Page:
No burden: why we must reframe the view of nursing older people

With an increasingly ageing population, nursing older people demands greater recognition as a specialty as we strive to improve care for this complex cohort

With an increasingly ageing population, nursing older people demands greater recognition as a specialty
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I’m incredibly proud to be writing this editorial as consultant editor of Nursing Older People. Not only is it a respected and valued journal, but also the very existence of the journal validates older person’s nursing status as a specialism. The lack of acknowledgement of our specialty is incredible, given that the provision of high-quality health and social care services for an increasingly ageing population is recognised as an international challenge.

Older people have complex biopsychosocial needs

We face significant obstacles: society places less value on older people and media reports describing older people as a burden on health and social care do nothing to challenge such ageist perceptions.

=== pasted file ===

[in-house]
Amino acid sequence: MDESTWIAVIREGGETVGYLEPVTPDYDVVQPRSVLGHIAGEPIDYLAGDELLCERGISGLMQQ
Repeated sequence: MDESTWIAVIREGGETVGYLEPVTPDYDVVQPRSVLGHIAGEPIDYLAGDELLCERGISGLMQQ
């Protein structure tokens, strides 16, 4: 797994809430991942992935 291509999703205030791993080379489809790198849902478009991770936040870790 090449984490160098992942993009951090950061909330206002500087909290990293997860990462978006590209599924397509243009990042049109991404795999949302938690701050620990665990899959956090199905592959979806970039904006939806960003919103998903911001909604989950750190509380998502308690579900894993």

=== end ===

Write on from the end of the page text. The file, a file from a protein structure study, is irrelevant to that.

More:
We know this is only part of the story. As a mental health nurse who specialises in dementia care and older people's health, I have worked in various settings across four decades. During this time, I have become acutely aware of the increasingly complex biopsychosocial needs of this cohort, and I have witnessed a withdrawal of services to meet their needs – and omissions in the services that still exist.

Current policy rhetoric acknowledges that there is a need to shift the focus from treating and managing numerous diseases and symptoms to interventions that optimise an older person’s quality of life by adopting a more integrated, person-centred approach. However, providing effective person- and relationship-centred care to older people is complex work that requires a whole breadth of skills and knowledge that generalists may feel ill-equipped to deliver.

Our specialty deserves greater recognition

To ensure we have a competent and compassionate workforce, there is a need to change the way in which caring for older people is taught and valued.

I want to use this new role to enable more of you to share the incredible work that you are doing so that we can continue to challenge the myths and misconceptions about our profession and continue to develop the evidence base and improve outcomes for older people and their families. My aim is that in the coming months and years together we can strive towards gaining the recognition that older person’s nursing deserves.

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